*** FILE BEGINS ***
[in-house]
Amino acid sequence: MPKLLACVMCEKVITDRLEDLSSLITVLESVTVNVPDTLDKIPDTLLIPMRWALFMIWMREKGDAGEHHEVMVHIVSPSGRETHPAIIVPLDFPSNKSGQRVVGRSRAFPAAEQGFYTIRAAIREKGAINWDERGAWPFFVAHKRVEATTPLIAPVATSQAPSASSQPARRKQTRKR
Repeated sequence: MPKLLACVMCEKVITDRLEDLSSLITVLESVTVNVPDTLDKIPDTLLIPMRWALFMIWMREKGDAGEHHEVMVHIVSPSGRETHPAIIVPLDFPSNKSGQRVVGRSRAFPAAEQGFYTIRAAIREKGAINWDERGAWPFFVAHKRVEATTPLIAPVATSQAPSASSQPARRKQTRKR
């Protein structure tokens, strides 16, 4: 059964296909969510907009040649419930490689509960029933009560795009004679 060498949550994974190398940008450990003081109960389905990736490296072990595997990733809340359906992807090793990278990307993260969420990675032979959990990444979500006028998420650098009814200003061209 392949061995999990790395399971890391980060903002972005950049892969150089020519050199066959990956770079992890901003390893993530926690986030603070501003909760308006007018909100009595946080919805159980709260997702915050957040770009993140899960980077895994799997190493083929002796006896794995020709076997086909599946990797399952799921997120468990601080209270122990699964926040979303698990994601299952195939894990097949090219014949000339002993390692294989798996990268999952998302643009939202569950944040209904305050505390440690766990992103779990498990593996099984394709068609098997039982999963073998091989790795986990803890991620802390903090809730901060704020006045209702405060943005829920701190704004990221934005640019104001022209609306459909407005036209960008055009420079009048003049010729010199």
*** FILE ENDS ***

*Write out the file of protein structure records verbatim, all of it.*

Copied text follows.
[in-house]
Amino acid sequence: MPKLLACVMCEKVITDRLEDLSSLITVLESVTVNVPDTLDKIPDTLLIPMRWALFMIWMREKGDAGEHHEVMVHIVSPSGRETHPAIIVPLDFPSNKSGQRVVGRSRAFPAAEQGFYTIRAAIREKGAINWDERGAWPFFVAHKRVEATTPLIAPVATSQAPSASSQPARRKQTRKR
Repeated sequence: MPKLLACVMCEKVITDRLEDLSSLITVLESVTVNVPDTLDKIPDTLLIPMRWALFMIWMREKGDAGEHHEVMVHIVSPSGRETHPAIIVPLDFPSNKSGQRVVGRSRAFPAAEQGFYTIRAAIREKGAINWDERGAWPFFVAHKRVEATTPLIAPVATSQAPSASSQPARRKQTRKR
């Protein structure tokens, strides 16, 4: 059964296909969510907009040649419930490689509960029933009560795009004679 060498949550994974190398940008450990003081109960389905990736490296072990595997990733809340359906992807090793990278990307993260969420990675032979959990990444979500006028998420650098009814200003061209 392949061995999990790395399971890391980060903002972005950049892969150089020519050199066959990956770079992890901003390893993530926690986030603070501003909760308006007018909100009595946080919805159980709260997702915050957040770009993140899960980077895994799997190493083929002796006896794995020709076997086909599946990797399952799921997120468990601080209270122990699964926040979303698990994601299952195939894990097949090219014949000339002993390692294989798996990268999952998302643009939202569950944040209904305050505390440690766990992103779990498990593996099984394709068609098997039982999963073998091989790795986990803890991620802390903090809730901060704020006045209702405060943005829920701190704004990221934005640019104001022209609306459909407005036209960008055009420079009048003049010729010199």